Two of the lead organizers are law students who both focus on Human Rights. In Haiti education is terribly inaccessible and expensive, so to be a law student indicates coming from a class background with access to financial resources. But that may be misleading to say in a Western context. Access to public speech and public identities are more [yet not unilaterally] available across classes in the US than they are in Haiti. To be of a class which affords one education is to also be of a class which affords one the ability to be be public about being homosexual. Class is still an indicator of privilege, but these organizers are using their privilege in an important way: to advance the position of all Haitian homosexuals. In Haiti it is critical that people with class privilege be the ones to do LGBTQ organizing [as in the US], precisely because folks of other classes are not nearly as able to do that work [unlike in the US]. This is not to say that folks across classes do not organize, but rather that in the current situation access to financial resources makes it way more accessible to do so.


In 2012 KOURAJ held their first public event, what we in the US might compare to a Gay Pride day.

They have monthly art and cultural events, encouraging members to relate back to Haitian culture with art. The Arts and Culture folks in the org were inspiring for me to meet as their projects reminded me of the queer community organizing I have taken part in. KOURAJ’s Cultural Animation skill-sharing events were what I would call Femme Pride Hangouts: there are hairdo and styling sessions, private dance parties, cooking lessons, and community-building talks. Homos got talent! The Cultural delegate said it’s “about sharing. About generating from within. To give fun relax and party opportunities. After a hard month, to forget frustrations together!” Also, they have begun to create a library of information, which as we learned on this trip is a major undertaking, as there are so few libraries in Haiti and getting books in French, let alone Kreyole, is really difficult.

June 29, 2013 was their second-ever Celebration Day Against Homophobia. As part of this, organizers went to several human rights orgs in Haiti. To explain human rights are “not a buffet” to choose what u want and reject rest.  However, in 2013 their event was formally protested by organizations who put together a counter-event a few weeks later in July.  Threaten with burning houses of lgbtq people. Putting out tracts. President of KOURAJ was in Montreal at that time and was verablly threatened there.  He returned july 17, and on July 18, called for an International press conference to explain the possible violence coming on the 19th from the homophobia protest, including publishing an op-ed in the paper asking to see the documentation or laws criminalizing homosexuality in Haiti – of which there are none. Due to this event, people were “persecuted on the streets or at shops. Some KOURAJ members are in hiding in the country or went to DR. And some just stay inside.”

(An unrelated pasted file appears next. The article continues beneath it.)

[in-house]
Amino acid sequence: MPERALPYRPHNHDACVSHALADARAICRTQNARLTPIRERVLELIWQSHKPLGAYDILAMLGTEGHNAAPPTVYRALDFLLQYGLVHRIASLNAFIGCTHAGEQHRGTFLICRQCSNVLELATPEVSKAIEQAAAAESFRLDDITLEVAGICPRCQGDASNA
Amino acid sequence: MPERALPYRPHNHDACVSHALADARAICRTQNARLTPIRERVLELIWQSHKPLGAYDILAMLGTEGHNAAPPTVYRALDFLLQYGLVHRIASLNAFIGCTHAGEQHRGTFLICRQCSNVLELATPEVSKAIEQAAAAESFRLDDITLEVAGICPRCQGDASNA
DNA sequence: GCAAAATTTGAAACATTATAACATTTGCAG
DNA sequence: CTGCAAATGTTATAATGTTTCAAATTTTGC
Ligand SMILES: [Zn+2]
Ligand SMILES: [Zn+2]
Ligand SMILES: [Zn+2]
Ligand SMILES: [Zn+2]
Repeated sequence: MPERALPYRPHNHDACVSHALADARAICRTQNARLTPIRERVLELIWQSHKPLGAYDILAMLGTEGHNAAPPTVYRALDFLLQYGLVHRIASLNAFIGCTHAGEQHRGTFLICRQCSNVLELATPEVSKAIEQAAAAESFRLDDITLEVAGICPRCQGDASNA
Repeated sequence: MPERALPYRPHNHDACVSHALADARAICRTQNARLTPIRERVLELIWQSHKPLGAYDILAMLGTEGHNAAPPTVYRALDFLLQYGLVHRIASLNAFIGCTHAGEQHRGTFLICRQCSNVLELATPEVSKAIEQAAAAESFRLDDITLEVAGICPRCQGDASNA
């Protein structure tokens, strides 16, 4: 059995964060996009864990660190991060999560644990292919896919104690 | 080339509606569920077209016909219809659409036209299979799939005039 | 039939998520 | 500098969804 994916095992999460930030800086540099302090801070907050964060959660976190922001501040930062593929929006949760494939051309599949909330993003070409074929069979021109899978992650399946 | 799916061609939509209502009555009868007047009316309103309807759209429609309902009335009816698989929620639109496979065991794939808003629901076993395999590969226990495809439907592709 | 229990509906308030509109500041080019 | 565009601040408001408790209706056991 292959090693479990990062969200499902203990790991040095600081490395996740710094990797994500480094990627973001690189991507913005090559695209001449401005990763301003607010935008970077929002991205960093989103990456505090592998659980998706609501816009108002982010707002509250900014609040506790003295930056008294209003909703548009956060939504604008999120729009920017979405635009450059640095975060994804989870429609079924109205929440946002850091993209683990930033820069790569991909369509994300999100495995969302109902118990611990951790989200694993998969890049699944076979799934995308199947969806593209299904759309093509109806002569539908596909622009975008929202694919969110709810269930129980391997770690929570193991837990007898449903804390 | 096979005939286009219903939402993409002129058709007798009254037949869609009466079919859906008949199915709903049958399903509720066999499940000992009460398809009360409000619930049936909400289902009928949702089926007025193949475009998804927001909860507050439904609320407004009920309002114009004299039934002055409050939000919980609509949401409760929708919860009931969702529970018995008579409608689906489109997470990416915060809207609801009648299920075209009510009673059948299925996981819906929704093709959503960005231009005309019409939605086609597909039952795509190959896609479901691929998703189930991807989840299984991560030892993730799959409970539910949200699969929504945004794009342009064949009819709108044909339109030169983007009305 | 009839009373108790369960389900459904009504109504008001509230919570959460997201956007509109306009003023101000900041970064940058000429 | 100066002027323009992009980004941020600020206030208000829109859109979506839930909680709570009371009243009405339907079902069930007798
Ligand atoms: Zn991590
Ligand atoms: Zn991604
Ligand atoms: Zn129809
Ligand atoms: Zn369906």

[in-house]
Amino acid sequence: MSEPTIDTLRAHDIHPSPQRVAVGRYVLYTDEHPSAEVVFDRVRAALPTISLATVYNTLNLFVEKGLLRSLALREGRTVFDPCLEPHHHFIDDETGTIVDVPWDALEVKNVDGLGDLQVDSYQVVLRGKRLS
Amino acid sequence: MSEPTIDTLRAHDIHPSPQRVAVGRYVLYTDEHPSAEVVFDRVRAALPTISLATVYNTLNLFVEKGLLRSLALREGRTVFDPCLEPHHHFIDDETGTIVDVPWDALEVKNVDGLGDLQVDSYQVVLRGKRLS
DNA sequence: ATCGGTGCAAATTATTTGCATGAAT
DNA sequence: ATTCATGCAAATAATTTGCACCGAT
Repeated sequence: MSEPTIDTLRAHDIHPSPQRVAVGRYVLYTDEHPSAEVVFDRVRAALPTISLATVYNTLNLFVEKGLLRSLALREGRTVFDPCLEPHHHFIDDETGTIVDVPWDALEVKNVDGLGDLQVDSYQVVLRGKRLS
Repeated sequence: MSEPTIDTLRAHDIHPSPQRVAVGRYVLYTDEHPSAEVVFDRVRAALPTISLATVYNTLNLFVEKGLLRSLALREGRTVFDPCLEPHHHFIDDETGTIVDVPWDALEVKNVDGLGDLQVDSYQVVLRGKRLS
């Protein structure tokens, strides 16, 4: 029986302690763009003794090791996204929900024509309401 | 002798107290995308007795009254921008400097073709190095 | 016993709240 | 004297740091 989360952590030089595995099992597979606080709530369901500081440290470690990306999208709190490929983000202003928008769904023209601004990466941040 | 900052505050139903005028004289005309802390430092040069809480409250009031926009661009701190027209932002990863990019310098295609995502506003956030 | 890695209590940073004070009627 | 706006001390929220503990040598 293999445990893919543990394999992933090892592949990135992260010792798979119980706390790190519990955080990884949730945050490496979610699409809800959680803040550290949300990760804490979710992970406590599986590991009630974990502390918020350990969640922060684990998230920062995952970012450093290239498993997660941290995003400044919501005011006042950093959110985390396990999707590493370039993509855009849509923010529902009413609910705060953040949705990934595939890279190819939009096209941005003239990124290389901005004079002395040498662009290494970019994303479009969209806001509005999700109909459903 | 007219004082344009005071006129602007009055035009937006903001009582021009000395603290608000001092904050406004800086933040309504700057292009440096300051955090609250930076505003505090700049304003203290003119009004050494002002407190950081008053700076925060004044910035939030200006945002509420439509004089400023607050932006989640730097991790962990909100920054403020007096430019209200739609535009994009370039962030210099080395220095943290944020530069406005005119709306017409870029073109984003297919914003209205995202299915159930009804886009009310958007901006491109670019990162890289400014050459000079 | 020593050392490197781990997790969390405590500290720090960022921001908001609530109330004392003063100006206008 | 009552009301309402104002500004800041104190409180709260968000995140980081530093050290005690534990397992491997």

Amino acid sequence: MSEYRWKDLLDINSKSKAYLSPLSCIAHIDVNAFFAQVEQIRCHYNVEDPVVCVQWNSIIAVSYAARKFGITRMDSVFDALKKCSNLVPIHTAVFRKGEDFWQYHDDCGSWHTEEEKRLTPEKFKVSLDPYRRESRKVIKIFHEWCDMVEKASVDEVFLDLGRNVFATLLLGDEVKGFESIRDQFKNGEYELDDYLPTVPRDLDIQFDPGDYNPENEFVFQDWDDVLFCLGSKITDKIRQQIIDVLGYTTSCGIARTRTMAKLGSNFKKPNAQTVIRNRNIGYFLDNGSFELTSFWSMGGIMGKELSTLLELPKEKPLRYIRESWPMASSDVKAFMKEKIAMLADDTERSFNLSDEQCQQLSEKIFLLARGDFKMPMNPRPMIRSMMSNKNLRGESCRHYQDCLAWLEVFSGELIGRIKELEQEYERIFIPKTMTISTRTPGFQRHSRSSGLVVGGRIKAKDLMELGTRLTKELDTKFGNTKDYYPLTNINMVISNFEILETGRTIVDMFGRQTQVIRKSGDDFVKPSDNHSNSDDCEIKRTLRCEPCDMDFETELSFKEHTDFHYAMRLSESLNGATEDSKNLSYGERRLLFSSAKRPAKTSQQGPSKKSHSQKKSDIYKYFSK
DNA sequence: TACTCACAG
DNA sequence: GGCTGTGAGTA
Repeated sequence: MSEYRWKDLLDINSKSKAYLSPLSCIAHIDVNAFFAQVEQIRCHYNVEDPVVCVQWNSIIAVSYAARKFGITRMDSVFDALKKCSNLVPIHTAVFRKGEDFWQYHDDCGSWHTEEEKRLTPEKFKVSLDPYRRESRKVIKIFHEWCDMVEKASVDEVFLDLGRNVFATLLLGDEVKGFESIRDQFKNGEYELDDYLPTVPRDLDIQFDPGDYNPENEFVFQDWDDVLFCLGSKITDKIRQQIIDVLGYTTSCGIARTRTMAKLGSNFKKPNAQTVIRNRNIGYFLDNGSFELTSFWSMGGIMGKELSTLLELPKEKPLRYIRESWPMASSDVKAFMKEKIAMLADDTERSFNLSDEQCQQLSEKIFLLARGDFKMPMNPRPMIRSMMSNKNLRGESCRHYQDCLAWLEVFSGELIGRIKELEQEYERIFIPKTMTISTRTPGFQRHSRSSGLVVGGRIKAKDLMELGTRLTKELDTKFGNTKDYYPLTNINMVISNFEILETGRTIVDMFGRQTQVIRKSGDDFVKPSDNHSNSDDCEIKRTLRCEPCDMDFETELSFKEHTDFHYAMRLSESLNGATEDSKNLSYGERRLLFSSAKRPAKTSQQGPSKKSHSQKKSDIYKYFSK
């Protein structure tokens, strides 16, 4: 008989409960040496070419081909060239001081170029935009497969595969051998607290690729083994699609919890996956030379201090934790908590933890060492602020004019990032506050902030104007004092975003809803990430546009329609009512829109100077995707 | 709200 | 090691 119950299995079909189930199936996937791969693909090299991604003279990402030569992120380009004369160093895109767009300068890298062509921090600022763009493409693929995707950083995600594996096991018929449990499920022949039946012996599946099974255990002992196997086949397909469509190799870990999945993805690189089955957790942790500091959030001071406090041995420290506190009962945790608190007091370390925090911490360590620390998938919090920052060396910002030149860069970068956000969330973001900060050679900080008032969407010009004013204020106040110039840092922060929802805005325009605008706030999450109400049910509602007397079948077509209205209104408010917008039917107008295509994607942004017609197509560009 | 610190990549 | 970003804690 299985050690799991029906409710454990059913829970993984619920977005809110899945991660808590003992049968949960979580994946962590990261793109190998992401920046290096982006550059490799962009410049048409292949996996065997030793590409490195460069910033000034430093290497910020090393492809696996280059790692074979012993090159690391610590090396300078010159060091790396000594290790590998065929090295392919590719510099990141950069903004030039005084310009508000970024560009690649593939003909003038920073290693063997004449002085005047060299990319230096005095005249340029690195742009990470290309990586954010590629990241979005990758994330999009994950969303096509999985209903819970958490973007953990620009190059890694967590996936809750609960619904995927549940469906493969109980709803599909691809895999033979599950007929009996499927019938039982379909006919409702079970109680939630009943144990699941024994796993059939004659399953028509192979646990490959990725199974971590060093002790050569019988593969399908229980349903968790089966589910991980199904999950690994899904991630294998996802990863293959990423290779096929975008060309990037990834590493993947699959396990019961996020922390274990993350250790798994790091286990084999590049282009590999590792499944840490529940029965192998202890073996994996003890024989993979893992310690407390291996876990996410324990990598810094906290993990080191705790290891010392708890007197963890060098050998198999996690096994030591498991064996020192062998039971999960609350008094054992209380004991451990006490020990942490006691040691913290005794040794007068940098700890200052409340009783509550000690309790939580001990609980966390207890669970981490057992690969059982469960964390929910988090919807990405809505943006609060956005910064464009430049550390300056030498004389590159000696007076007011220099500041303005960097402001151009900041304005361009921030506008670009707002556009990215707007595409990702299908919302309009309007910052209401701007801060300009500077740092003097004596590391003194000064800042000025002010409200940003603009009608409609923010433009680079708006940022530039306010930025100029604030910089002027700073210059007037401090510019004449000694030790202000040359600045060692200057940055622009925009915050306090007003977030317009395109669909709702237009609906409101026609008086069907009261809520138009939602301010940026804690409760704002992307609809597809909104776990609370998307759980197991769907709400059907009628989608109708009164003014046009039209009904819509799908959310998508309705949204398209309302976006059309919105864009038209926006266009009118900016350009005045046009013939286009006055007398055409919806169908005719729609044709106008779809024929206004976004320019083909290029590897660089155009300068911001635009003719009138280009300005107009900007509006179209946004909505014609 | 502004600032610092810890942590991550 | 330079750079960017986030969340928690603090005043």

On Nov 21, 2013 their office ransacked by 2 armed men, and the library they had amassed was destroyed. For safety they closed their doors.  Still they keep resistant and struggle. For the organizers of KOURAJ, “Victory is on the side of human rights. Haitian ppl are on side of resistance. ”


KOURAJ asked for three things: solidarity, connections to funding bodies, and pride flags for their upcoming events. Yes, KOURAJ plans to continue to have Pride events and want to get flags for this year’s event– the THIRD ever in Haiti — to make it bigger and be in six cities across Haiti.

The President of the org said  “Haiti is about resistance. We are Haitian. We will resist homophobia.” He talked a lot about seeking solidarity.  Sure makes a Pride parade seem different from what many of us in the US have experienced, huh. I gave the president of the organization a Heels on Wheels cup and told him [via translator] that we drink from the cup of resistance together.

Rainbow Flag Drive—All flags can be dropped off at any Heels on Wheels Roadshow or Opentoe Peepshow event between April 6 – May 4, 2014, or mailed to Jessa Lingel, Microsoft Research 1 Memorial Dr. 12th Floor Cambridge, MA 02142 by May 1,2014. Because there is no mail service in Haiti, Jessa will be bringing the flags to KOURAJ organizers in Haiti in May, 2014.